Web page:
what robots could do far more cheaply.

--
I agree with almost everything that you have said and almost everything that
you will say in your entire life.

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  #6  
Old August 2nd 18, 05:57 AM posted to sci.astro.amateur
Chris L Peterson
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Default Sky and Tel: Venus ignored, too much emphasis on LONG DEAD Mars?

On Thu, 02 Aug 2018 00:19:13 -0400, Davoud wrote:

Chris L Peterson:
Also, even if Mars is dead now, there's a very real possibility that
it wasn't always so, and that evidence of past life will be found.


If Venus ever had life, it is beyond discovery.


Unless it's not "life as we know it." Improbable, but not impossible.


Always a possibility. But probably not something to factor too
strongly into mission decision planning in a resource limited system.

Agreed, so long as we don't go and do something really crazy like spend
$billions (or perhaps a $trillion) to try to send humans there to do
what robots could do far more cheaply.


Indeed. But I fear such a think is likely to happen, despite it's cost
and pointlessness from a scientific standpoint.
  #7  
Old August 3rd 18, 05:06 AM posted to sci.astro.amateur
RichA[_6_]
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Default Sky and Tel: Venus ignored, too much emphasis on LONG DEAD Mars?

On Wednesday, 1 August 2018 19:59:37 UTC-4, Quadibloc wrote:
On Wednesday, August 1, 2018 at 5:19:31 PM UTC-6, RichA wrote:
Really, Venus may be 800 degrees on the surface, but Mars is just as dead.


If there's liquid water underground on Mars, we can't quite completely rule out
life on Mars any more. Of course, Mars has always been considered as a possible
home of life due to its superficial similarity to Earth - the gas giants, or
some of their satellites, _may_ be much better bets.

Venus is rather more certainly dead, thanks to being 800 degrees hot - and not
only is it less likely to already have life, it's also less useful to Earthly
life, specifically human beings. It might be possible to use Mars as a place to
live.


But is it possible Venus at some point was more hospitable to life than Mars ever was?
  #8  
Old August 3rd 18, 07:55 AM posted to sci.astro.amateur
Paul Schlyter[_3_]
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Default Sky and Tel: Venus ignored, too much emphasis on LONG DEAD Mars?

On Thu, 02 Aug 2018 00:19:13 -0400, Davoud wrote:
Chris L Peterson:
Also, even if Mars is dead now, there's a very real possibility

that
it wasn't always so, and that evidence of past life will be found.


If Venus ever had life, it is beyond discovery.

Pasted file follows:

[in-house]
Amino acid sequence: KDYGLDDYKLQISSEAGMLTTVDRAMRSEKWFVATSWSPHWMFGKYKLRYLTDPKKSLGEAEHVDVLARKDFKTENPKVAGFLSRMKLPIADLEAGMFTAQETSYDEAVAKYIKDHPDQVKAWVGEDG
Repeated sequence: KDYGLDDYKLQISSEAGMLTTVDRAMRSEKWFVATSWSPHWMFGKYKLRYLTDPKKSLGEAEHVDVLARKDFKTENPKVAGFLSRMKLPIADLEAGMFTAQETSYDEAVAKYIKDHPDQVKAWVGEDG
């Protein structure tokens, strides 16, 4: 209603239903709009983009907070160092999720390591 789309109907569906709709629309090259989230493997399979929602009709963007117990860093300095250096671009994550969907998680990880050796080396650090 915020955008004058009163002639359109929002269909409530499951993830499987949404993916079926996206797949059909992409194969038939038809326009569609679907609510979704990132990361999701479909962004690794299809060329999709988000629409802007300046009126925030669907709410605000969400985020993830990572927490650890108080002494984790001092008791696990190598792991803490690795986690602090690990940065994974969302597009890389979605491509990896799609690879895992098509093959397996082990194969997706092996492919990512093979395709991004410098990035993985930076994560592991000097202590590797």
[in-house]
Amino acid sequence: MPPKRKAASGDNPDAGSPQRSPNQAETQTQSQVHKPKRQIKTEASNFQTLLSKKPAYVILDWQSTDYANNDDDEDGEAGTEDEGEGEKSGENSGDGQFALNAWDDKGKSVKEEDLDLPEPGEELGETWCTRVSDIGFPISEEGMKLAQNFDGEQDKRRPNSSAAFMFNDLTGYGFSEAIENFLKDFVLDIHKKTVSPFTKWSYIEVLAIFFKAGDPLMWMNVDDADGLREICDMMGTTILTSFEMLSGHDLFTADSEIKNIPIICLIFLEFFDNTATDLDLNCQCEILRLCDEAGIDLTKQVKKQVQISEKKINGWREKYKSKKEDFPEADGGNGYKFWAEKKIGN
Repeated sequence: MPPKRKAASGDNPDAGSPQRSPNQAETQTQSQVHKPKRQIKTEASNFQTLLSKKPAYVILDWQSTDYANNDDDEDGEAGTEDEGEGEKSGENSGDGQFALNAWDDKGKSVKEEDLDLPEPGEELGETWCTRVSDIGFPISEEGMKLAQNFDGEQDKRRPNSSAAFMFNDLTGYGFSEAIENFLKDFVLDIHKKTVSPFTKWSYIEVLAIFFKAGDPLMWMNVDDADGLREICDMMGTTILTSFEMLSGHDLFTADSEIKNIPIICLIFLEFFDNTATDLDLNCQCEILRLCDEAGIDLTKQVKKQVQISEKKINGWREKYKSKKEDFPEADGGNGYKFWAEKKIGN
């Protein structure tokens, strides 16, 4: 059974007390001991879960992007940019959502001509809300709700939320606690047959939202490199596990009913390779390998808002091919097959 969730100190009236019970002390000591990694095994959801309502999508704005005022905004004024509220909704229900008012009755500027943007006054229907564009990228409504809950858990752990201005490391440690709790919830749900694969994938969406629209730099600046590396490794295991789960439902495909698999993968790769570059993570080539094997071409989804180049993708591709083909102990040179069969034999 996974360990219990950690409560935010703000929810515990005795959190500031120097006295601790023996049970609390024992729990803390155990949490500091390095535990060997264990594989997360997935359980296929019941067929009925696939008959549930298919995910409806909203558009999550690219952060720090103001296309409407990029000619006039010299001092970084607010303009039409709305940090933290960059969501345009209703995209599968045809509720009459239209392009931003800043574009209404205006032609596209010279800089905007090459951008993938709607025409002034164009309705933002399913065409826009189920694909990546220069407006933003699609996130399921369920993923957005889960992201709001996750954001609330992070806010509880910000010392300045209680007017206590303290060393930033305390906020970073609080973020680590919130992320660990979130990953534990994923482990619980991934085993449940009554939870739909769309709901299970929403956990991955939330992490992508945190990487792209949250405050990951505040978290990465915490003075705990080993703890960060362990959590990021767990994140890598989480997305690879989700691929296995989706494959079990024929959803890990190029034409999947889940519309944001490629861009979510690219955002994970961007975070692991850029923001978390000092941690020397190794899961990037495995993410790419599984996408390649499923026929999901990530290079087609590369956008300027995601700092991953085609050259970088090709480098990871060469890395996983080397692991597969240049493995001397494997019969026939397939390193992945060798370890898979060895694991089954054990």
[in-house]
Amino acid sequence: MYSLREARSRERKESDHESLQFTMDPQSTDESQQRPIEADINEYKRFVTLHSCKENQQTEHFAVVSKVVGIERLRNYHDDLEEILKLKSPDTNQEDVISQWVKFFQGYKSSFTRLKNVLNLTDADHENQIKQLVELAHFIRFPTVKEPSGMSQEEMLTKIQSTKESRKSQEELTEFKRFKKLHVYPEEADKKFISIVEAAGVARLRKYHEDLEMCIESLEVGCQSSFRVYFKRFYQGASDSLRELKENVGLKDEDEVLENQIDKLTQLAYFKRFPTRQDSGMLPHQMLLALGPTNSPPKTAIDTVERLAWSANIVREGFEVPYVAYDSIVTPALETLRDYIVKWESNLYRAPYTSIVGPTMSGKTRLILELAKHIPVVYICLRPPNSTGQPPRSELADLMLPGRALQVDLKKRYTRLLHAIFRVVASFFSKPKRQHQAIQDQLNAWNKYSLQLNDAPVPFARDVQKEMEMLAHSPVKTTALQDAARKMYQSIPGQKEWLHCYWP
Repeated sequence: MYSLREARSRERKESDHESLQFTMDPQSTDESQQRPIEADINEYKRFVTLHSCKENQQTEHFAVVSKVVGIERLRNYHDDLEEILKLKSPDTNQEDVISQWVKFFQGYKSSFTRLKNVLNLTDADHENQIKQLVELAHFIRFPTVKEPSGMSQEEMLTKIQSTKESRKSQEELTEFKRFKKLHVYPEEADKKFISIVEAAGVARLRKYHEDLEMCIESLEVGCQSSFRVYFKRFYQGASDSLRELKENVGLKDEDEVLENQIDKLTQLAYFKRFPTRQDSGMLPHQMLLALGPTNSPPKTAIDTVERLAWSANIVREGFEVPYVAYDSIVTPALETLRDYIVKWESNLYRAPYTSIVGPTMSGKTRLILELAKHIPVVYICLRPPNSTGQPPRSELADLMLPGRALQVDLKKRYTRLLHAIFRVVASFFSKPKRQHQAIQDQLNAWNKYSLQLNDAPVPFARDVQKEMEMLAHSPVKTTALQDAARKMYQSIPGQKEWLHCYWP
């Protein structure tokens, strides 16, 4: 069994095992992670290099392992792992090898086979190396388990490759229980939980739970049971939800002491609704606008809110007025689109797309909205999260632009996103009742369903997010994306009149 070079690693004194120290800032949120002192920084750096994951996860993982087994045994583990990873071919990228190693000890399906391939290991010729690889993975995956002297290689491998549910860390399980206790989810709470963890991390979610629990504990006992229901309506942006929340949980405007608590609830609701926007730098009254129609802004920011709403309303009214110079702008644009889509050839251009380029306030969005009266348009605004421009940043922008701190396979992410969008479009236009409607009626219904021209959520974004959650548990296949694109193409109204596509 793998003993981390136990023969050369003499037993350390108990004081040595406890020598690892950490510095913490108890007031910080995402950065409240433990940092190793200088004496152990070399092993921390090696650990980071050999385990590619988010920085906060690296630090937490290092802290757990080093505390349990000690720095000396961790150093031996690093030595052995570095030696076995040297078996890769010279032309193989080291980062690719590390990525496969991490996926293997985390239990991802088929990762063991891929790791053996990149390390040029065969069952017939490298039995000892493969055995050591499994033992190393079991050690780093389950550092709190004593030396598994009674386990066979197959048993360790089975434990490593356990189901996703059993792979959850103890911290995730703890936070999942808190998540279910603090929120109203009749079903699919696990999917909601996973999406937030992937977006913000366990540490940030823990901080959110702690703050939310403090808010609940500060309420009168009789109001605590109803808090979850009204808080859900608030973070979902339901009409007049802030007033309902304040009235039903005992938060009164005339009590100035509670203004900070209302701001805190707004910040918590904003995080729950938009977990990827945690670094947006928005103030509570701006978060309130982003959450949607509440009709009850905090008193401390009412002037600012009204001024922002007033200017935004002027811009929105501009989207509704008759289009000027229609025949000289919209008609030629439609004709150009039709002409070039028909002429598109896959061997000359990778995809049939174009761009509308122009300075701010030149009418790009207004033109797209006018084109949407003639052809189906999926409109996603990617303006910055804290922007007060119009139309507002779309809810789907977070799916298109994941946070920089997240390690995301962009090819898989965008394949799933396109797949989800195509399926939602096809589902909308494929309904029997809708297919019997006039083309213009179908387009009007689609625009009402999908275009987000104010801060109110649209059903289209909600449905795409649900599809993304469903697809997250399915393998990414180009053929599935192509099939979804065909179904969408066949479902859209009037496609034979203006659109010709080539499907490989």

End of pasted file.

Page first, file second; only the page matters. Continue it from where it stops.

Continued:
Unless it's not "life as we know it." Improbable, but not

impossible.

And Venus is recently
resurfaced, which means it's much less useful than Mars for
understanding the developmental processes of the Solar System.


Agreed. Useful mainly to amateur astrophotographers for producing
pretty pictures.


Are you saying that you think remnants from ancient life could be
more persistent than geological features?
  #9  
Old August 3rd 18, 07:57 AM posted to sci.astro.amateur
Chris L Peterson
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Posts: 10,007
Default Sky and Tel: Venus ignored, too much emphasis on LONG DEAD Mars?

On Thu, 2 Aug 2018 21:06:17 -0700 (PDT), RichA
wrote:

On Wednesday, 1 August 2018 19:59:37 UTC-4, Quadibloc wrote:
On Wednesday, August 1, 2018 at 5:19:31 PM UTC-6, RichA wrote:
Really, Venus may be 800 degrees on the surface, but Mars is just as dead.


If there's liquid water underground on Mars, we can't quite completely rule out
life on Mars any more. Of course, Mars has always been considered as a possible
home of life due to its superficial similarity to Earth - the gas giants, or
some of their satellites, _may_ be much better bets.

Venus is rather more certainly dead, thanks to being 800 degrees hot - and not
only is it less likely to already have life, it's also less useful to Earthly
life, specifically human beings. It might be possible to use Mars as a place to
live.


But is it possible Venus at some point was more hospitable to life than Mars ever was?


It is certainly possible. But that's not something we're likely to
determine from a surface probe.
  #10  
Old August 5th 18, 05:37 AM posted to sci.astro.amateur
RichA[_6_]
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Posts: 1,076
Default Sky and Tel: Venus ignored, too much emphasis on LONG DEAD Mars?

On Friday, 3 August 2018 02:57:23 UTC-4, Chris L Peterson wrote:
On Thu, 2 Aug 2018 21:06:17 -0700 (PDT), RichA
wrote:

On Wednesday, 1 August 2018 19:59:37 UTC-4, Quadibloc wrote:
On Wednesday, August 1, 2018 at 5:19:31 PM UTC-6, RichA wrote:
Really, Venus may be 800 degrees on the surface, but Mars is just as dead.

If there's liquid water underground on Mars, we can't quite completely rule out
life on Mars any more. Of course, Mars has always been considered as a possible
home of life due to its superficial similarity to Earth - the gas giants, or
some of their satellites, _may_ be much better bets.

Venus is rather more certainly dead, thanks to being 800 degrees hot - and not
only is it less likely to already have life, it's also less useful to Earthly
life, specifically human beings. It might be possible to use Mars as a place to
live.


But is it possible Venus at some point was more hospitable to life than Mars ever was?


It is certainly possible. But that's not something we're likely to
determine from a surface probe.


I just want better pictures. Mars has been imaged to death.